Change needs to happen.  And change is difficult and sometimes messy.  But change is necessary.  And we can only see that change when we hear each other, when we listen to each other, and when we try to understand the perspective of another.  To learn to use the experience of others in order to notice and respond to the racism around us.

We should do better.

Let us be aware that this is a problem that exists even within the walls of synagogues.  A rabbinical student, my friend Eric Uriarte, in his recent student sermon at Hebrew Union College in Los Angeles, spoke about his experience as a Jew of Color.  He said, “When we take off our Jewish garb, our skin color and our ethnic markers continue to make us the target of white supremacists.  But when we put them on, I’m sorry to say, those same elements can make us feel excluded in Jewish spaces.”  His experience is not unique.  For many Jews of color, they have been welcomed into Jewish spaces with questions of their legitimacy as Jews—what they are doing there, what their Jewish background is—or assumptions are made that they do not know how to follow a service.  That they must be at the synagogue for another reason, other than to pray.  That because of their color, they must not be Jewish—or not really be Jewish.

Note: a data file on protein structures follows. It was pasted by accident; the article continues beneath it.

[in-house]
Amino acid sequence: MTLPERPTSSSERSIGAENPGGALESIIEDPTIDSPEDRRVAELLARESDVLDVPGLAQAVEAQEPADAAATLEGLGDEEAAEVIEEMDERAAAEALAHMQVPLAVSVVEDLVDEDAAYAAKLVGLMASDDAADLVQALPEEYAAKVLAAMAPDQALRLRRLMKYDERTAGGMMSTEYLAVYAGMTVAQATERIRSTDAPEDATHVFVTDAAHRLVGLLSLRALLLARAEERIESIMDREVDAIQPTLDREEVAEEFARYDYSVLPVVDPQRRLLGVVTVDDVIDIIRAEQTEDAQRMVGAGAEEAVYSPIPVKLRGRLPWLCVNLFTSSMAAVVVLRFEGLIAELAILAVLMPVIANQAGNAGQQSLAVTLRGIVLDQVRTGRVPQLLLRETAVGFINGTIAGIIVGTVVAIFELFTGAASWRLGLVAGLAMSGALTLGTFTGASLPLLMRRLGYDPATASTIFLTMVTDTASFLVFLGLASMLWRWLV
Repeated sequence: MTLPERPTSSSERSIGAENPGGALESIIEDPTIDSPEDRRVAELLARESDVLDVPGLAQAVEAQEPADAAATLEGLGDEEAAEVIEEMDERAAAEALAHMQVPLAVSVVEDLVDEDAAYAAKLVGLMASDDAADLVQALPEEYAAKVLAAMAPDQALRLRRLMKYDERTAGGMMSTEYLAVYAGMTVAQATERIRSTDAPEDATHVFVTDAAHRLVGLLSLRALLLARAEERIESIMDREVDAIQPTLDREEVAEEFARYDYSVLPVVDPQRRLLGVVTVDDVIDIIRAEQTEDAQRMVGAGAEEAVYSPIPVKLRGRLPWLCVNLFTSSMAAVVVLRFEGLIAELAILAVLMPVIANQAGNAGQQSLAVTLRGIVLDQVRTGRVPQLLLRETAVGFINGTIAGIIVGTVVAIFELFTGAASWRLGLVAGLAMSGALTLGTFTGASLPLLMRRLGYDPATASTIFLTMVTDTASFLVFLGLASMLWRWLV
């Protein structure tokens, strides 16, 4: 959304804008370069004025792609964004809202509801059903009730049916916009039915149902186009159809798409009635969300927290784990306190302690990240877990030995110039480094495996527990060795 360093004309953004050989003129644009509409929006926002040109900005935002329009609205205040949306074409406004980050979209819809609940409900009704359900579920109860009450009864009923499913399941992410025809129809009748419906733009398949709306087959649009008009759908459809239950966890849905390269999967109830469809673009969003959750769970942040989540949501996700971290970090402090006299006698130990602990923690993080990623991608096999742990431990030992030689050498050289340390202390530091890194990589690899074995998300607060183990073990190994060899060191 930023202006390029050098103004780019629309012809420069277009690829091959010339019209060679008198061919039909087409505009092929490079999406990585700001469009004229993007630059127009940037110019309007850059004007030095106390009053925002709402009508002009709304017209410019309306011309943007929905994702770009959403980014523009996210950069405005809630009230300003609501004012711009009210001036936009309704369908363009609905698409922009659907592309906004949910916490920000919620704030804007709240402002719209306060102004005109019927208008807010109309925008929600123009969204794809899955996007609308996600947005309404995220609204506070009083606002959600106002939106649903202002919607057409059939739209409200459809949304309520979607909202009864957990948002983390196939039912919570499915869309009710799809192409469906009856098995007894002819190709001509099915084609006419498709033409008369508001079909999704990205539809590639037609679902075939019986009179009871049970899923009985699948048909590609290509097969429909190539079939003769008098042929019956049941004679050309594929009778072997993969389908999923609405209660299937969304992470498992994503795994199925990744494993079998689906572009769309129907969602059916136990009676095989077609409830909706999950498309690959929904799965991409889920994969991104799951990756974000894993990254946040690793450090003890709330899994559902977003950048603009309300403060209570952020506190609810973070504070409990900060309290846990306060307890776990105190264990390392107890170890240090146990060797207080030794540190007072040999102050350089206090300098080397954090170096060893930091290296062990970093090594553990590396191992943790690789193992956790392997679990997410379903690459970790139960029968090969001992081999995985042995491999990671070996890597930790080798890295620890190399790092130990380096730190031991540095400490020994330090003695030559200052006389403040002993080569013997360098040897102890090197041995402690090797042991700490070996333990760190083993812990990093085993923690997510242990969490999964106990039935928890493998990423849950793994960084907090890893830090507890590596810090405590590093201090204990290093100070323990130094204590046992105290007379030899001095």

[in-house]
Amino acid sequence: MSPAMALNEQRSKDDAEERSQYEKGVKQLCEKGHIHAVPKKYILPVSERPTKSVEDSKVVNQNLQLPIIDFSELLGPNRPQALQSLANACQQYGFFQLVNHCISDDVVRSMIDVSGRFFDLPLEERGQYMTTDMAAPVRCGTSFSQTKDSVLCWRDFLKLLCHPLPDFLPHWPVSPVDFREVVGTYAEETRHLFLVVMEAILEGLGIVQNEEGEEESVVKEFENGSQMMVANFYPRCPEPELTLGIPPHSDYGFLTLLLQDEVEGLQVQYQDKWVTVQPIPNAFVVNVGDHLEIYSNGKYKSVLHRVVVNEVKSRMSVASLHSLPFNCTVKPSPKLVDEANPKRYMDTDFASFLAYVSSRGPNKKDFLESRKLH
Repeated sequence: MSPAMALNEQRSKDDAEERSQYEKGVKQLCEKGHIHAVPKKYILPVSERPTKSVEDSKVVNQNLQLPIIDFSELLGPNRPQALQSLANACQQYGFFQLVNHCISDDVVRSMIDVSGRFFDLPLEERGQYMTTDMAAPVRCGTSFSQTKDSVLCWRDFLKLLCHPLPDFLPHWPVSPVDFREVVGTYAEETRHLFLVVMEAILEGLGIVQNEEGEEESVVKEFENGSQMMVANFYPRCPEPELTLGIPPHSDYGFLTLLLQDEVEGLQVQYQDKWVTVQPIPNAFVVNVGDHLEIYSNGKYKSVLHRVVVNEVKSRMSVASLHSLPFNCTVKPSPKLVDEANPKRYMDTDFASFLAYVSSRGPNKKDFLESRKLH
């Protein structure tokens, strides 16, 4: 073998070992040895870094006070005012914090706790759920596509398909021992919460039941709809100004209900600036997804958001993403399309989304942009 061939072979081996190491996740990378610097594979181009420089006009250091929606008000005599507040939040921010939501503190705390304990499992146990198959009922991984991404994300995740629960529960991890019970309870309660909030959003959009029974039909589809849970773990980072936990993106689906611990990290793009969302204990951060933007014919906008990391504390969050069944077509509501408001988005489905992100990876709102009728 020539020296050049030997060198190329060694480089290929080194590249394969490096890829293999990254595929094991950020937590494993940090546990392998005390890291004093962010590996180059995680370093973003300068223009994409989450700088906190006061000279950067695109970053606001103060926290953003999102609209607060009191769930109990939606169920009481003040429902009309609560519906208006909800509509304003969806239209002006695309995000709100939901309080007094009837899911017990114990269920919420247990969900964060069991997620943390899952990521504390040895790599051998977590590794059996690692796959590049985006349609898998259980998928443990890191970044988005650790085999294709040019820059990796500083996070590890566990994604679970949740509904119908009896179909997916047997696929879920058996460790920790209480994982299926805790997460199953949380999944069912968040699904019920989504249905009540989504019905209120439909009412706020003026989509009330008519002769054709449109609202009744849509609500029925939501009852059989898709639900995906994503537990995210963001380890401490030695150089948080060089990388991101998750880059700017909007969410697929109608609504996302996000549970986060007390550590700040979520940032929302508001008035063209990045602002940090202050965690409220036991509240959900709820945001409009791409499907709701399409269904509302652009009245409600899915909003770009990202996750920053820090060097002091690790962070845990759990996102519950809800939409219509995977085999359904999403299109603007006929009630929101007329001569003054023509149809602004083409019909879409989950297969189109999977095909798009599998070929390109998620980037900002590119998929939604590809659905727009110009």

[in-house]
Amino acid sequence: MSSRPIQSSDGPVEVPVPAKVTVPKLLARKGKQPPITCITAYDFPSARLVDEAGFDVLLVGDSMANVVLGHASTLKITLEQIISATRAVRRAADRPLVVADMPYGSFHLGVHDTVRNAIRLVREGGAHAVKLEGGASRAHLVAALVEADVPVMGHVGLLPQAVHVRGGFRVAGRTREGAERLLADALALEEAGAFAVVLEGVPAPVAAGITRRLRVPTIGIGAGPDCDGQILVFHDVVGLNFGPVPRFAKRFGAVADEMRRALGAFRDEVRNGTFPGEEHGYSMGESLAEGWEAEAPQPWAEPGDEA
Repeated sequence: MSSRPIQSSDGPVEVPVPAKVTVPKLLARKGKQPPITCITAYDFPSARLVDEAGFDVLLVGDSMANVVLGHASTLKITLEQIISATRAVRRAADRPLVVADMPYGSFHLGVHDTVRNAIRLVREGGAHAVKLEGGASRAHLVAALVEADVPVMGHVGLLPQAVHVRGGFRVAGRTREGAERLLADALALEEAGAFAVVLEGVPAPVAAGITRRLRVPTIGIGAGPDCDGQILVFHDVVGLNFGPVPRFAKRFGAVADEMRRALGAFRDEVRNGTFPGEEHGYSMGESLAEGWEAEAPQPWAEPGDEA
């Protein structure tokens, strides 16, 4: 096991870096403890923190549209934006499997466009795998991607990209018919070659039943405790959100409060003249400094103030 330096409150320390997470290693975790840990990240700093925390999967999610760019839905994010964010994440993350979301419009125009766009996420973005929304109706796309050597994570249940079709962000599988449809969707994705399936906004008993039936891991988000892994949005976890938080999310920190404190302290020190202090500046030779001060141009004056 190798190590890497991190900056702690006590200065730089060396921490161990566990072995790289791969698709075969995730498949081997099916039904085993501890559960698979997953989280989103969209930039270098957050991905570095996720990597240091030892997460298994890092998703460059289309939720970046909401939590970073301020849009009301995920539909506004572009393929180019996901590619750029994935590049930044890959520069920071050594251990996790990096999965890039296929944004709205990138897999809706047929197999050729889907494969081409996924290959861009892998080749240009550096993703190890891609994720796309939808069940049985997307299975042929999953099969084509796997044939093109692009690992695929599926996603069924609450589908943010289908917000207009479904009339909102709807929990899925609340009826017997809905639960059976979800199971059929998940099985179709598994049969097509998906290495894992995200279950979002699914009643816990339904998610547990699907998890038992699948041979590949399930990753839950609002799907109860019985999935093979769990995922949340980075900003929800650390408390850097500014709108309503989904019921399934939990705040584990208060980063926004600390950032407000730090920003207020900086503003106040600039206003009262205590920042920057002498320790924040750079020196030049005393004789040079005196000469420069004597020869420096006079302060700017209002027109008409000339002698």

None of these stories are ones that I have heard about this community.  But I’ve heard enough such stories—and even witnessed some—that I recognize Jews of color not feeling included is an ongoing challenge for the Jewish community as a whole.

We must do better.

I am not suggesting that racism is the fault of any of us.  I am not suggesting that any of us are racists.

But let us remember that the Hebrew word for sin, het, actually means missing the mark—it’s an archery term.  And that definition recognizes that even when we are trying our best, even when we are aiming to get things right, sometimes we make mistakes.  We must be open to that idea, and we must determine to continue to try.  We must know that even though we are not racists, we might sometimes do something or say something that has been perceived by a person of color through the lens of race.  Just like we can name moments at which someone innocuously said something to us or around us that we experienced as antisemitic, even though they didn’t mean it, we must be open to the idea that sometimes we have unintentionally participated in racism.